It was the year 1999, Manchester United were up against Arsenal, the FA Cup holders at the time. A true spectacle, United were a man down and had conceded a penalty.
Dennis Bergkamp stepped up and hit the ball firmly towards the left of Kasper Schmeichel, who parried the ball away towards Ryan Giggs, and then came the run followed by a mighty hit from a tight angle to slam the ball onto the roof of the Arsenal net. Manchester United had won! I reclined back into my chair when watching the highlights from one the greatest moments in Manchester United history. A match that shot Ferguson towards fame and give Man United one of their earliest trebles.
But all said and done, Man United now are just a shadow of what they were then. Even after a total spending of millions of pounds year after year, in the hope of “improving” the squad, Man United are faltering and they are faltering bad. So what is this thing that differentiates that legendary squad and the current one?
Was it that one of the teams had seemingly better players, maybe a better manager or was it the fact that the supporters during that generation were just better? Although every one of these reasons may be highly probable from the perspective of a fan(except the last one), none of them are true reasons. It is simply the case of approach – approach to the game.
During the glory days when United won silverware on a daily basis, winning was never their primary motive. It was always to create a spark of magic that one would seldom find elsewhere, to have that touch of genius, and all in all to better the game of football. But now with all the investment and money flowing in, the meaning of the sport has gradually changed. Football no longer remains without constraints. The objective of football no longer remains to play entertaining football but win championships regularly.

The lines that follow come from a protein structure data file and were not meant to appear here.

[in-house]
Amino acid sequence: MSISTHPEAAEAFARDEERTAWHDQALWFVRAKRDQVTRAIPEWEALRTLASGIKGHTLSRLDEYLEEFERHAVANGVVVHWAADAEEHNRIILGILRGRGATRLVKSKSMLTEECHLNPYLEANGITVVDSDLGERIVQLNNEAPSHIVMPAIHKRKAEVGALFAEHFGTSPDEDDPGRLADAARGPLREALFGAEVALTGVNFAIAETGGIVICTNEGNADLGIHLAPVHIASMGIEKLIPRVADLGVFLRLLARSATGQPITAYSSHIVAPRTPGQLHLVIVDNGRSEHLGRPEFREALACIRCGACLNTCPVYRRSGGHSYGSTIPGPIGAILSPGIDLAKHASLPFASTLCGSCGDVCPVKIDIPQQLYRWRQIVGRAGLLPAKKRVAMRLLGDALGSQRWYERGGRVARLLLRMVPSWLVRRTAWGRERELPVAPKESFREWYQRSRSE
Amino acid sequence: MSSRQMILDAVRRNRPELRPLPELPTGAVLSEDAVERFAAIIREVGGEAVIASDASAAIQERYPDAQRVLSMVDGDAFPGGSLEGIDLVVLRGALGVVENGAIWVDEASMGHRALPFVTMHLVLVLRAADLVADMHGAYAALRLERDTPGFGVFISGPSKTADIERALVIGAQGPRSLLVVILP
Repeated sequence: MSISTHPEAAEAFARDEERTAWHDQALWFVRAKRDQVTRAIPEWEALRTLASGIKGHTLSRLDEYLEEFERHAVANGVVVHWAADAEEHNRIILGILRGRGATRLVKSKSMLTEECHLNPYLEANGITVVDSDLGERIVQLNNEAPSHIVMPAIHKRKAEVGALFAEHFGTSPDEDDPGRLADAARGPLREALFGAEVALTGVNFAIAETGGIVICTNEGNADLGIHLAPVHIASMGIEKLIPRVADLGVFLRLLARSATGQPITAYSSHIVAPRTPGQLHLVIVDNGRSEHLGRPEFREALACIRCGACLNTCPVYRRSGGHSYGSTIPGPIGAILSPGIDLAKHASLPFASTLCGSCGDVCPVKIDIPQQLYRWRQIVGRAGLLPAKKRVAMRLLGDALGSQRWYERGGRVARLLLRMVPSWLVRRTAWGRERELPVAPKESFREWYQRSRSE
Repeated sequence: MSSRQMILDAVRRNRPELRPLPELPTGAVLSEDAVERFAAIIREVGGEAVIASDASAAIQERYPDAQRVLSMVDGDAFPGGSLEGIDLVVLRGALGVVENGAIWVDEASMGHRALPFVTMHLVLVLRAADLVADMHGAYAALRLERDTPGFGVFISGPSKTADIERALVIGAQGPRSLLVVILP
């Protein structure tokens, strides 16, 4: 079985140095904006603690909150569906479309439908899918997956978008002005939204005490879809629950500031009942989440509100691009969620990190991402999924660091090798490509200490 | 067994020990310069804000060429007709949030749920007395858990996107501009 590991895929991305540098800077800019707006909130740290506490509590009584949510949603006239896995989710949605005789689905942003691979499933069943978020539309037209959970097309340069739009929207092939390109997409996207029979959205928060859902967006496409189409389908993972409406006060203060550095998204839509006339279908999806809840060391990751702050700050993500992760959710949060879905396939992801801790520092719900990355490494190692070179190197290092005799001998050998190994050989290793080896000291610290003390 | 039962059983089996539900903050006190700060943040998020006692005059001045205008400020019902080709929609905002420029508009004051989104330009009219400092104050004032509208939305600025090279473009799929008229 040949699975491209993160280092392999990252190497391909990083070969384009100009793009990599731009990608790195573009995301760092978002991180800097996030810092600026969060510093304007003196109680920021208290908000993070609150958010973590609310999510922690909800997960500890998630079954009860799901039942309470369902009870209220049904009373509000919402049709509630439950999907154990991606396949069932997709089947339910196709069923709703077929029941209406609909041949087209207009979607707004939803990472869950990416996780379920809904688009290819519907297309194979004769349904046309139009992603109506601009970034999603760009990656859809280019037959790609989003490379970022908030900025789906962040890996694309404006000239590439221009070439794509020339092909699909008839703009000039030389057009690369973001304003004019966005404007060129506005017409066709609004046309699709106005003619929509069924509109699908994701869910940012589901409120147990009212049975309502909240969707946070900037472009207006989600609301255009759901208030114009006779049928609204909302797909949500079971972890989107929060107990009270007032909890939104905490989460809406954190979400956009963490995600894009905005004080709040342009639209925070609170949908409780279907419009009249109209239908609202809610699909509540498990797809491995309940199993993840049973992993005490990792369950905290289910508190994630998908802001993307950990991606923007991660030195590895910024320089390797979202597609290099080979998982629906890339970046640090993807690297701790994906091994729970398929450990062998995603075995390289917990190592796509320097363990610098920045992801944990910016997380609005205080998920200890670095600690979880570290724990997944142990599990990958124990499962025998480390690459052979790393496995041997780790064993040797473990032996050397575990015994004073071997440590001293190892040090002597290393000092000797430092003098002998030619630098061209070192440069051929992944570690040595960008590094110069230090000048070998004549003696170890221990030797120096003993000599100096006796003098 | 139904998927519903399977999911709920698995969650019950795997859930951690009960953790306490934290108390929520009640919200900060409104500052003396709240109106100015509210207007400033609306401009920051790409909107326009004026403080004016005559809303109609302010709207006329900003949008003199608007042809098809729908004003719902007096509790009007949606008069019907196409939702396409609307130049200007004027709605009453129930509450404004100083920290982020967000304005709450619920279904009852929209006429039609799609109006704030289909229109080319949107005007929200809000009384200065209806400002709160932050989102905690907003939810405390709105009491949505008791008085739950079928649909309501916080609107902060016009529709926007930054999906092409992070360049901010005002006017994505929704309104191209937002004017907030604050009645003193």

You could argue how this could be good or bad for the players themselves and their development in its entirety, but however you could never argue that the football of 90s was better in every sense, be it in the perspective of a player, a manager or a supporter. And the funny fact is that United were the forerunners then, with respect to the fact they played beautiful football, and also are the forerunners now, with respect to the fact that they play “boring” football.
Whatever be the case, maybe an injury or a tactical analytical mismatch or whatever, Man United are doing terrific if their motive was to play unattractive football, and a simple task like buying a player or replacing the manager isn’t going to cut it. What is needed is a complete revamp. Change in the clear conception of how we approach the game. Take it back to the boardroom maybe, what do you want, trophies or histories?